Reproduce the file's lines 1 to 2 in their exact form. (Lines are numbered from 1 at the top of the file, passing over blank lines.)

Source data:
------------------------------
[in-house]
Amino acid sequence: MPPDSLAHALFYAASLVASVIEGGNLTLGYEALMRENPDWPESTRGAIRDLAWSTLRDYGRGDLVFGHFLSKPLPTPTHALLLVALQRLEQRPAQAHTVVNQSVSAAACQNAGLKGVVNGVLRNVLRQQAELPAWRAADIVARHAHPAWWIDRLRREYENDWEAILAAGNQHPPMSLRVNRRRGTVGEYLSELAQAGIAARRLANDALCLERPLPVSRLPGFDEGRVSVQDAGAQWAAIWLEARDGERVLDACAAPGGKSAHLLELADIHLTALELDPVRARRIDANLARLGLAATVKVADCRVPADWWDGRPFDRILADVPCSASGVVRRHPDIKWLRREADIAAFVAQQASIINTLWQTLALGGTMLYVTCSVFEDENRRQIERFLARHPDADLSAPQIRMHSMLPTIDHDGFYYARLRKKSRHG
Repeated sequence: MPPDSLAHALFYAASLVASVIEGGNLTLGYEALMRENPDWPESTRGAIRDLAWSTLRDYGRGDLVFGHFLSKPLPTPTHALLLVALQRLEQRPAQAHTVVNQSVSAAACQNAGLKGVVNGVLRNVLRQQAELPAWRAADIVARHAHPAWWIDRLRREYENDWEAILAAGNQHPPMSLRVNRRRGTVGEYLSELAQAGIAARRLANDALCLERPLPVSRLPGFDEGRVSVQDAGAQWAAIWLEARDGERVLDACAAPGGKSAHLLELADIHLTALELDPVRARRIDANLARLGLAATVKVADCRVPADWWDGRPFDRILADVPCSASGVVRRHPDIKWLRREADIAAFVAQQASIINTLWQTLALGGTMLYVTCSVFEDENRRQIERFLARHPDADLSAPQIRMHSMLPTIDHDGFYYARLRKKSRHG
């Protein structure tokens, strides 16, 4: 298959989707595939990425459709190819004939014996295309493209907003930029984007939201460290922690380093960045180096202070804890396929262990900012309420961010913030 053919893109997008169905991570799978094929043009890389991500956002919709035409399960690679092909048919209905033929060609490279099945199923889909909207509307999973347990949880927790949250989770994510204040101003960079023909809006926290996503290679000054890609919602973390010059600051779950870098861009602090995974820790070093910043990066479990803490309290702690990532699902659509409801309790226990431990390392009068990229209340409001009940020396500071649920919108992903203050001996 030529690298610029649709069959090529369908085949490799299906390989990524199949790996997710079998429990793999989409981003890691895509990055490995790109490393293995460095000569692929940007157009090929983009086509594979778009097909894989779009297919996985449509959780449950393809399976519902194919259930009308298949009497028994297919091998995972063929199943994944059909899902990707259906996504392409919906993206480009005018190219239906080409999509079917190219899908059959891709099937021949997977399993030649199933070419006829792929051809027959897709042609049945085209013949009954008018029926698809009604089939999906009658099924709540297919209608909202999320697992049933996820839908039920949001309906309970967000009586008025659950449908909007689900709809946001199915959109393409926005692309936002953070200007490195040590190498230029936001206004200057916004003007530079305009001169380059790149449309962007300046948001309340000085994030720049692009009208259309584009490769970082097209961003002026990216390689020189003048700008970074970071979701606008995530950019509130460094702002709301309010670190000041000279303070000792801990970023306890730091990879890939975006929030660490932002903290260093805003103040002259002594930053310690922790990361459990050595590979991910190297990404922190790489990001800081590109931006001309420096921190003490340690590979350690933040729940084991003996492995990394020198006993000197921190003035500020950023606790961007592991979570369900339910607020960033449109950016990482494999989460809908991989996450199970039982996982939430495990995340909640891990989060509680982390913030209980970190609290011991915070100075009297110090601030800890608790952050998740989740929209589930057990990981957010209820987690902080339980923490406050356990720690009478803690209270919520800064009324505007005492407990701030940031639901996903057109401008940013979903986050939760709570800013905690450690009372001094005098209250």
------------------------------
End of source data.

[in-house]
Amino acid sequence: MPPDSLAHALFYAASLVASVIEGGNLTLGYEALMRENPDWPESTRGAIRDLAWSTLRDYGRGDLVFGHFLSKPLPTPTHALLLVALQRLEQRPAQAHTVVNQSVSAAACQNAGLKGVVNGVLRNVLRQQAELPAWRAADIVARHAHPAWWIDRLRREYENDWEAILAAGNQHPPMSLRVNRRRGTVGEYLSELAQAGIAARRLANDALCLERPLPVSRLPGFDEGRVSVQDAGAQWAAIWLEARDGERVLDACAAPGGKSAHLLELADIHLTALELDPVRARRIDANLARLGLAATVKVADCRVPADWWDGRPFDRILADVPCSASGVVRRHPDIKWLRREADIAAFVAQQASIINTLWQTLALGGTMLYVTCSVFEDENRRQIERFLARHPDADLSAPQIRMHSMLPTIDHDGFYYARLRKKSRHG